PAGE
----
By Dale Cooke
Diabetes Queensland Dietitian
Type 2 diabetes is a progressive condition which usually starts
with insulin resistance (think rusty locks on all your cell doors
so glucose can't get in), moves on to pancreatic exhaustion (the
pancreas gets worn out trying to produce more and more insulin for
those rusty cell door locks), and can include high fasting levels
of glucose (the liver gets a bit leaky and leaks its glucose stores
overnight) in the morning in some people.
And while these all involve higher blood glucose levels (BGLs)
in the body, the longer term complications occur from high glucose
levels in the large and small blood vessels and around the
Day to day management involves managing BGLs as close to your
target levels as possible. If you don't have target BGLs, talk to
your GP, diabetes educator or endocrinologist to work out what is
best for you. They vary based on your age and
Management of other risk factors may prevent or provide early
diagnosis of long-term complications and is vitally important.
The evidence-based guidelines your health professionals follow
to guide you in your management of type 2 diabetes encourages them
to refer you to both group based and individual education
opportunities, as both have been shown to be effective.
It's good to join group-based programs, such as Diabetes
Queensland's DESMOND program, to learn the basics (or if you've had
diabetes for a while it may be a refresher) about managing your
diabetes and hearing the health journeys of others.
DESMOND group education has been shown to help people feel less
alone with their health issues when they hear how others are
The other evidence-based guideline your health professional
follows is the Annual Cycle of Care.
This set of checks/pathology/investigations was developed from
international studies and national strategies and frameworks for
A checklist was developed for GPs to use to ensure the health of
the person living with diabetes and to reduce the risk of
The Annual Cycle of Care, which your GP will prompt you about,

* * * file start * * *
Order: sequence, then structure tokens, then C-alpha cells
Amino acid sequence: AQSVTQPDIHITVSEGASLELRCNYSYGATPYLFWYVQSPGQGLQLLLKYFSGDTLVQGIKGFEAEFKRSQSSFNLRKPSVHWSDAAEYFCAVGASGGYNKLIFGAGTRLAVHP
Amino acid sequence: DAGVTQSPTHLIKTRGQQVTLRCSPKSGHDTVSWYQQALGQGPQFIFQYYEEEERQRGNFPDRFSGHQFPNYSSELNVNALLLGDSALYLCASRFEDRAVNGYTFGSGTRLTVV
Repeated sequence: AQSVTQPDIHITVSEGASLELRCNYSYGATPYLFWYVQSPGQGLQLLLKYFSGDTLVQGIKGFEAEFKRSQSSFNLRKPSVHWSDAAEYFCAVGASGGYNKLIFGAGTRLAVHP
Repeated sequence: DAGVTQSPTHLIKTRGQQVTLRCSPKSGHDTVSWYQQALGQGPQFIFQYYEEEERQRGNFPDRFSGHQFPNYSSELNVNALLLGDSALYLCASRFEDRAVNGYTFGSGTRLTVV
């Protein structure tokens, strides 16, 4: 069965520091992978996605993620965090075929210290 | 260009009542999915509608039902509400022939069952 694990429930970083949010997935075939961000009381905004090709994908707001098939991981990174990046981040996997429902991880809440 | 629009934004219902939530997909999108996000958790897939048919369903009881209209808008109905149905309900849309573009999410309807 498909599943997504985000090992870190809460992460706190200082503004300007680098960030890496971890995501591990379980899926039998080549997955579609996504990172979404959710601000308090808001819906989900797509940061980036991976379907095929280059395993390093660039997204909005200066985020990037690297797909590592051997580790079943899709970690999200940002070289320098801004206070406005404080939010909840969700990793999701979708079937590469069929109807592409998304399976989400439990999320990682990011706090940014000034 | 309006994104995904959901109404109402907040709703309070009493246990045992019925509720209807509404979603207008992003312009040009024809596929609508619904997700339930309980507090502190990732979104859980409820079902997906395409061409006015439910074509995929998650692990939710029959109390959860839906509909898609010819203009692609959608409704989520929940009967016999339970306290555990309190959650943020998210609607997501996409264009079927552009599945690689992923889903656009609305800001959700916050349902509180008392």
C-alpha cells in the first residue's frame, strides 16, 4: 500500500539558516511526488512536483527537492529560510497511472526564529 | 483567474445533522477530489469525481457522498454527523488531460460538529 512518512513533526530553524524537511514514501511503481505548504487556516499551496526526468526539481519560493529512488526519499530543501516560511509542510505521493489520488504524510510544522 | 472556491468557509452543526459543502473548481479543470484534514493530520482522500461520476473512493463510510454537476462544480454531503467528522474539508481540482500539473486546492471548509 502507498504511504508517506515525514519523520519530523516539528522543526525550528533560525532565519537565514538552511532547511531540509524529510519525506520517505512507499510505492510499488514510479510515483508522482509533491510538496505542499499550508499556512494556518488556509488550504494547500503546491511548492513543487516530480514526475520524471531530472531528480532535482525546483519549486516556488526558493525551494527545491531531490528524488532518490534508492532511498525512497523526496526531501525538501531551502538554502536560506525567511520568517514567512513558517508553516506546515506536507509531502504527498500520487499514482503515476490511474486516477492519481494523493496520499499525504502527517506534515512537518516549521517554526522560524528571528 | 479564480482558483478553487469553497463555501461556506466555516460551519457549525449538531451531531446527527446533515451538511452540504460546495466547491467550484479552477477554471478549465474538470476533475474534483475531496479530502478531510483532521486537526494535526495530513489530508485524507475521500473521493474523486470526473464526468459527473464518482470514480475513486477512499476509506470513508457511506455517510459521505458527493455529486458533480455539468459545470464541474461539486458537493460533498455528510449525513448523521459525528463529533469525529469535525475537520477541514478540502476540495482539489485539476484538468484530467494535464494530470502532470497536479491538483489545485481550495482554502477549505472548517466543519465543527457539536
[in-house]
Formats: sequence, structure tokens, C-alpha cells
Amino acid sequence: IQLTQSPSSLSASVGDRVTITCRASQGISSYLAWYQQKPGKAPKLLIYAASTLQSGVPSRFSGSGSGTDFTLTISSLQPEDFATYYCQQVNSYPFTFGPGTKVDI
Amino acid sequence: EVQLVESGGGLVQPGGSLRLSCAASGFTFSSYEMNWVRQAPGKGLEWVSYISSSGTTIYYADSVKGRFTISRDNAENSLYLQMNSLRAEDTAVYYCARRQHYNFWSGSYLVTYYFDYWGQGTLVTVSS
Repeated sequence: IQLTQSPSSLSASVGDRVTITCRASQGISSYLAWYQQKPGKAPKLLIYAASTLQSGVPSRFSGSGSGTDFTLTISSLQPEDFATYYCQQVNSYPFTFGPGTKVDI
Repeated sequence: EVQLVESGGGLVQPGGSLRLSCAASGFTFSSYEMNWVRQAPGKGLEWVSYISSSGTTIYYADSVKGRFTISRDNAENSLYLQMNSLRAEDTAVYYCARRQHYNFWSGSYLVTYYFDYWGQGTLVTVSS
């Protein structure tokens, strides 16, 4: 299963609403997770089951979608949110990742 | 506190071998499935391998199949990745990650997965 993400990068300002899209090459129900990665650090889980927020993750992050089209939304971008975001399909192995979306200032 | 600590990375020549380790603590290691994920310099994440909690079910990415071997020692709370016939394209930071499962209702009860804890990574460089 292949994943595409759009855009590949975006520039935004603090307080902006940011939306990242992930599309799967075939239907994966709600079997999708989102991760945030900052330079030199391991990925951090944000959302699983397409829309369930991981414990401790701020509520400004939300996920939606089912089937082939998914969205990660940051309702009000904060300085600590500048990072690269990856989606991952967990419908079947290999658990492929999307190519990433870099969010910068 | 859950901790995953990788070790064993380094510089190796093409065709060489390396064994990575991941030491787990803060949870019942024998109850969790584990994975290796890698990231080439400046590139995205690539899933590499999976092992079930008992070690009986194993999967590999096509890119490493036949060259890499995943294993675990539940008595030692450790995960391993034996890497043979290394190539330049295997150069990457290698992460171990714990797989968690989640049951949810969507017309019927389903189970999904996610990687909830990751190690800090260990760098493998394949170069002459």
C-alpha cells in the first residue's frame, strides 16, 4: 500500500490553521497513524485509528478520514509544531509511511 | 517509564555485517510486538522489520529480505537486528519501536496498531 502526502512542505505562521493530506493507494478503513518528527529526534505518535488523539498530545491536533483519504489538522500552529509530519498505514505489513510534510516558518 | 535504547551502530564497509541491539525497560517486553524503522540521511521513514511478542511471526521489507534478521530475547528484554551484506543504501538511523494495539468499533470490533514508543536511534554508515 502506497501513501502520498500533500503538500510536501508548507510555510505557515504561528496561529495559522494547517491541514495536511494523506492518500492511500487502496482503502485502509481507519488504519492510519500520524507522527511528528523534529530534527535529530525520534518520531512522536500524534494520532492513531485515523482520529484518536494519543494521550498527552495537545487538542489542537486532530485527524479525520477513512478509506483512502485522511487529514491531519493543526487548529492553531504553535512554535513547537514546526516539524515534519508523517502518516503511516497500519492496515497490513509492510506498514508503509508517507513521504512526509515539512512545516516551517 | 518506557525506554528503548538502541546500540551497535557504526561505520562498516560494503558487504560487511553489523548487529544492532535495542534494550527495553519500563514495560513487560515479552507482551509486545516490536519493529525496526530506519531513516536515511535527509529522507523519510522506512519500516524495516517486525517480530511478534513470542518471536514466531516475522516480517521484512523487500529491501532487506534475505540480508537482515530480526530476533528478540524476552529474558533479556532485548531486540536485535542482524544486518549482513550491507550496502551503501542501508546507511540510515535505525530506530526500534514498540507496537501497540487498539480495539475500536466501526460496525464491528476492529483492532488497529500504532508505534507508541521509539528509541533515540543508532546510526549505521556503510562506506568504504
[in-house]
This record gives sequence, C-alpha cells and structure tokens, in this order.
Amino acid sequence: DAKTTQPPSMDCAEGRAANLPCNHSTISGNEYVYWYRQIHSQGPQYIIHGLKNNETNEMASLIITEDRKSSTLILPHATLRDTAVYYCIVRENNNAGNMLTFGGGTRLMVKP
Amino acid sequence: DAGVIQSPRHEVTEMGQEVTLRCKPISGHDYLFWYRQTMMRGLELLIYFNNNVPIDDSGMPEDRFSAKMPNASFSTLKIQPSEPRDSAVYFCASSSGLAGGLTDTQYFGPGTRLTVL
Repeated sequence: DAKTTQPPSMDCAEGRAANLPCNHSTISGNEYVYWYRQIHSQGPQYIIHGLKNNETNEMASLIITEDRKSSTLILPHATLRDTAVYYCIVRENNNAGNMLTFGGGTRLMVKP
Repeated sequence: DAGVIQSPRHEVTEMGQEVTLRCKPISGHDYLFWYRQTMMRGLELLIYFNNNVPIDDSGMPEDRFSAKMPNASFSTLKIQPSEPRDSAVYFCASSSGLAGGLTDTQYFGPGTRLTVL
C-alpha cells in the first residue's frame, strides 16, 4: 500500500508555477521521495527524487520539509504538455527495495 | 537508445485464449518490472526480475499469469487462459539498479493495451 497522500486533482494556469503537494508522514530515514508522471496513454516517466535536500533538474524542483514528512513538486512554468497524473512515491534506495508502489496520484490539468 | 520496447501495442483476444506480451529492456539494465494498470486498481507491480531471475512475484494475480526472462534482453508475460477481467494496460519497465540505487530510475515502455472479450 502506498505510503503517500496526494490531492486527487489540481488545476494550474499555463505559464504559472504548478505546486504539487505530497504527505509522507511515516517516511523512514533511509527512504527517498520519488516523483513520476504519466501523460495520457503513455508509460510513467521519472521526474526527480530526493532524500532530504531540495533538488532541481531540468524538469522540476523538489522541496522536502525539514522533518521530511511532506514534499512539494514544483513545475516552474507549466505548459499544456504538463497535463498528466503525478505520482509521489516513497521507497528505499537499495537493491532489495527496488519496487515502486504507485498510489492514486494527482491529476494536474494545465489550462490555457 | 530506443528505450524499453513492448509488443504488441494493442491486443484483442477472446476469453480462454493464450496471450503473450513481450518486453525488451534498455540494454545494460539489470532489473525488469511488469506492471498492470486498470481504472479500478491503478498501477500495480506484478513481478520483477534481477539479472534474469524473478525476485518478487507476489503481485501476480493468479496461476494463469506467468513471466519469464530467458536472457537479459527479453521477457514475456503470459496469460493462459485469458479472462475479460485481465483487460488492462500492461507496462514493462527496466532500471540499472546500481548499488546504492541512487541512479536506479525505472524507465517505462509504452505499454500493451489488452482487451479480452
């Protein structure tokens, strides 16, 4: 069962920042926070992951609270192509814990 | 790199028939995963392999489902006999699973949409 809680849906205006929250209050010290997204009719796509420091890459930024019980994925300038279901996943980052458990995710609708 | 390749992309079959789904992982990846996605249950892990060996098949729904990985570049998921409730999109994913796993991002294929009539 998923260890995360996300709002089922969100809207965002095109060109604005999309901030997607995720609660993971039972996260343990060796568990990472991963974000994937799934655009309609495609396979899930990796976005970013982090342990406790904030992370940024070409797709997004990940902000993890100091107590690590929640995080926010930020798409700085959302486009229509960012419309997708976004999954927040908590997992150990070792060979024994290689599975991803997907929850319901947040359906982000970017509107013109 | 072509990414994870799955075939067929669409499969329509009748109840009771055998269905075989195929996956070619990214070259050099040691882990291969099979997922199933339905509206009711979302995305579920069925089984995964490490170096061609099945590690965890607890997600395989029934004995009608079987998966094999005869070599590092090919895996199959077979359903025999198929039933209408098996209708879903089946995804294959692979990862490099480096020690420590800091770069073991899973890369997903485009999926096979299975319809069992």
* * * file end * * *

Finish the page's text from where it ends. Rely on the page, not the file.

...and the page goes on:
covers issues around managing your BGLs. Your GP may recommend you
see a diabetes educator for day to day practicalities, for
Following the cycle of care components may help you to slow down
the progression of the condition.
There is a check on achieving a healthy weight, eating
nutritious foods and increasing fitness.
A dietitian and exercise physiologist visit may help you with
The Annual Cycle of Care also focusses on slowing the longer
term complications to blood vessels and nerves by checking on
management of cholesterol and blood pressure to keep your heart,
brain, kidneys, eyes and extremities healthier.
You are recommended to have regular monitoring of your eyes
(optometrist), your feet (podiatrist) and your body's functions
(with regular blood pathology recommended by the GP) in the Annual
Cycle of Care.
A psychologist might also be helpful if you are having
difficulties with depression, distress and anxiety. They may help
you be motivated to make changes to your lifestyle. How you are
coping and your emotional status is part of the Annual Cycle of
We strongly recommend that you have a health team who you feel
you can honestly talk with, who make you feel confident in their
advice, who advocates for your health and gives you the tools you
need to understand your diabetes. This is your right, so please do
not be afraid about being proactive. This is your diabetes.
Remember, you may need to prompt your GP or healthcare
practitioner about when some of the components of your Annual Cycle
of Care need to be checked to make sure you are receiving the best
practice management for type 2 diabetes.